We can use environment files — Angular CLI will load the relevant file based on the configuration, and remove the unreachable code when building to production. …


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Let’s face it — when we work on the front end, writing CSS is not the thing that excites us the most. We like to mess with the more serious stuff (you know what I mean — JavaScript). Most of the apps I’ve come across, and I am sure you have too, have a big mess in the stylesheet area. Issues like code duplication, overriding styles, lack of organization, etc. are rampant.

In this article, I’d like to share with you how I came up with a methodology that improves my styles, and therefore, my lifestyle 😇

Create a Core Component Library

In each application, there’s a uniform style which exists throughout it. It can be reflected in the styles of inputs, buttons, tabs, tooltips, etc. Therefore I recommend writing a core components library based on the application style guide. The benefits of such a library are having a single source of truth for component style and behavior, and faster development cycles, especially as the app grows bigger and more complex. For…


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Using confirmation dialogs is a well-known technique web applications employ to prevent users from performing actions that they didn’t really intend to do.

A typical example is when a user wants to delete an entity, we’ll present a dialog to confirm the deletion. Most apps seem to use a modal that takes the entire screen. Modals of this kind can be verbose and intimidating. In this article, I want to show you how to create a more compact and cleaner solution, and how to make it reusable. Here’s our final result:


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Image lazy loading defers the loading of an image that isn’t currently visible in the viewport. Such an image will be loaded only when the user scrolls and the image becomes visible. Using this technique, we can gain better performance and load time.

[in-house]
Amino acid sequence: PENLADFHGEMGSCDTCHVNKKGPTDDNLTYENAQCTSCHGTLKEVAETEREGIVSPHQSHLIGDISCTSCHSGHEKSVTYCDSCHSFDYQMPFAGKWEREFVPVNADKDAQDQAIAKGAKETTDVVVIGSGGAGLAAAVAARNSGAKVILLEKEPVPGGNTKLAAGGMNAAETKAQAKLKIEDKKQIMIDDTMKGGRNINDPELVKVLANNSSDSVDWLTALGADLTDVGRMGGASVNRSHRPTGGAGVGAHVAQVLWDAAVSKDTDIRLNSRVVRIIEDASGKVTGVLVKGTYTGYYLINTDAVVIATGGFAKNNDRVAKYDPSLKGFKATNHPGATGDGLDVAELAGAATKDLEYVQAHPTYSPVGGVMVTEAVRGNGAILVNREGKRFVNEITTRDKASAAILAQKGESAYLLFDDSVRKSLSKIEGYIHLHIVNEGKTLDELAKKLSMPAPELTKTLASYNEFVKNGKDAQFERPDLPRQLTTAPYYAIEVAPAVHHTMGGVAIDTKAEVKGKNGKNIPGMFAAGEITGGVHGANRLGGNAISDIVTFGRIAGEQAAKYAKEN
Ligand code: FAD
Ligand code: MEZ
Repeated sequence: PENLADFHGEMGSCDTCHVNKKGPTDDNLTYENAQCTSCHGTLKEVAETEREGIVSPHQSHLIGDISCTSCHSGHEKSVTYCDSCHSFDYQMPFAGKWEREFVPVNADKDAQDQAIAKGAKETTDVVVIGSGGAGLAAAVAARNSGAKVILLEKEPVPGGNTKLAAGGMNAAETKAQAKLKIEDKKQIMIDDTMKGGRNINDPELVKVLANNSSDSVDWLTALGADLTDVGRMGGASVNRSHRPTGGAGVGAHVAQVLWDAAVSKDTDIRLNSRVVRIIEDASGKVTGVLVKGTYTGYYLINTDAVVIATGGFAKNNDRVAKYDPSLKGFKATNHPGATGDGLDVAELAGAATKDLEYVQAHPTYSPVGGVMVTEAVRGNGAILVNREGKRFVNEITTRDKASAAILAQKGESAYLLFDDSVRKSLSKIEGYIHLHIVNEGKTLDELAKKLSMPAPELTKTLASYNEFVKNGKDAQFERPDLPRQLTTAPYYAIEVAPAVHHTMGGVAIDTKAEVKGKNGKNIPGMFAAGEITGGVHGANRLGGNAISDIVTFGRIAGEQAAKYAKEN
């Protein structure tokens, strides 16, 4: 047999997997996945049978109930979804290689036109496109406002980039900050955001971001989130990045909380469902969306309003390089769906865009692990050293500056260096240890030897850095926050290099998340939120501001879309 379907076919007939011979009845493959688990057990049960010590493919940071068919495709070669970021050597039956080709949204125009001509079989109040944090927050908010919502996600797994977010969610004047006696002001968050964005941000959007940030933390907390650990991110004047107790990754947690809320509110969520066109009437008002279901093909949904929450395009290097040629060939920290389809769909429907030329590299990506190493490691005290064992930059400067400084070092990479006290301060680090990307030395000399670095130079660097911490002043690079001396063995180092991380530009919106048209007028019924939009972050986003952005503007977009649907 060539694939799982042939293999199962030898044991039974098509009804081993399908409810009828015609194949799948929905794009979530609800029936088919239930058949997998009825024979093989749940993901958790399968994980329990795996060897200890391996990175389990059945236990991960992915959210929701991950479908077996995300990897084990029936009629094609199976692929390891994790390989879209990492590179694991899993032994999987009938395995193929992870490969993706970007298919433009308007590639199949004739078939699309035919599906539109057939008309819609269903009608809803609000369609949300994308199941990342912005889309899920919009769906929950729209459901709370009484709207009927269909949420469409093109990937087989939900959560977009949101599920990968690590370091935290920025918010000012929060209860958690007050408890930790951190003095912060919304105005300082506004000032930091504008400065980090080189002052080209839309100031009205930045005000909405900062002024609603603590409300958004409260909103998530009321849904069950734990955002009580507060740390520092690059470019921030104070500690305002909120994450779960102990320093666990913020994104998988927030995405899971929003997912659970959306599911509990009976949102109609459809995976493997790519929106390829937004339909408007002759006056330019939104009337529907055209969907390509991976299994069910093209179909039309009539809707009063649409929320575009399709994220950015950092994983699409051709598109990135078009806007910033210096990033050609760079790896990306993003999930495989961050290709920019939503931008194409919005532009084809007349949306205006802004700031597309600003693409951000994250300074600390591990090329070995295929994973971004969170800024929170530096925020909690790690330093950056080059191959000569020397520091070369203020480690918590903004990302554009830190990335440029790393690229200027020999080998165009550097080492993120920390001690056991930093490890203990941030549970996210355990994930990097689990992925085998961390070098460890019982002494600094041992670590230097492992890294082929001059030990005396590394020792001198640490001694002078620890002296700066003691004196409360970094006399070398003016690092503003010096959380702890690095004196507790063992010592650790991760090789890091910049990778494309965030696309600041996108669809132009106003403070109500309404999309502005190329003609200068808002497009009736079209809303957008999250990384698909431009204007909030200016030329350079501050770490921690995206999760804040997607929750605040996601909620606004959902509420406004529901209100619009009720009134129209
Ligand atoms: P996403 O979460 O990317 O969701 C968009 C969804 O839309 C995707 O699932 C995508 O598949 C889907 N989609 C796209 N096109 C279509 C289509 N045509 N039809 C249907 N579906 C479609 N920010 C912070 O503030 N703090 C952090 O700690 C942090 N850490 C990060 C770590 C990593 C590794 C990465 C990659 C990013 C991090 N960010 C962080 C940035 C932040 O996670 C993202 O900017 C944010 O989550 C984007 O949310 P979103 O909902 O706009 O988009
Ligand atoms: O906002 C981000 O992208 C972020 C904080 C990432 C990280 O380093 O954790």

Today modern browsers added native support for lazy loading images, and we can benefit from it by adding one simple attribute to our img element:

The loading attribute supports three options — auto, eager, and lazy. Setting it to lazy will defer the loading of the resource until it reaches a calculated distance from the viewport.


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Using modals is one of the most popular UX concepts, which almost every application uses. In most cases, we’ll open the modal only when a user triggers a specific action.

If we think about it, it would be a waste to add the modal’s code to our initial bundle, because each client would have to download and parse it, even though they probably wouldn’t have cause to use it.

A better course of action would be to lazy load the modal’s code when the user initiates the action. Let’s see how easy it is to do that with Ivy:

When the user clicks on the button, we load the UsersManager component, passing it to our dialog service. We also use the Webpack magic comment webpackPrefetch. This will result in <link rel=”prefetch” href=”users-manager-chunk.js”> being appended in the head of the page, which will instruct the browser to prefetch in idle time the users-manager-chunk.js

About

Netanel Basal

I'm a Frontend Tech Lead at Lumigo, blogger, open source maintainer, creator of Akita and Spectator, Husband, and Father.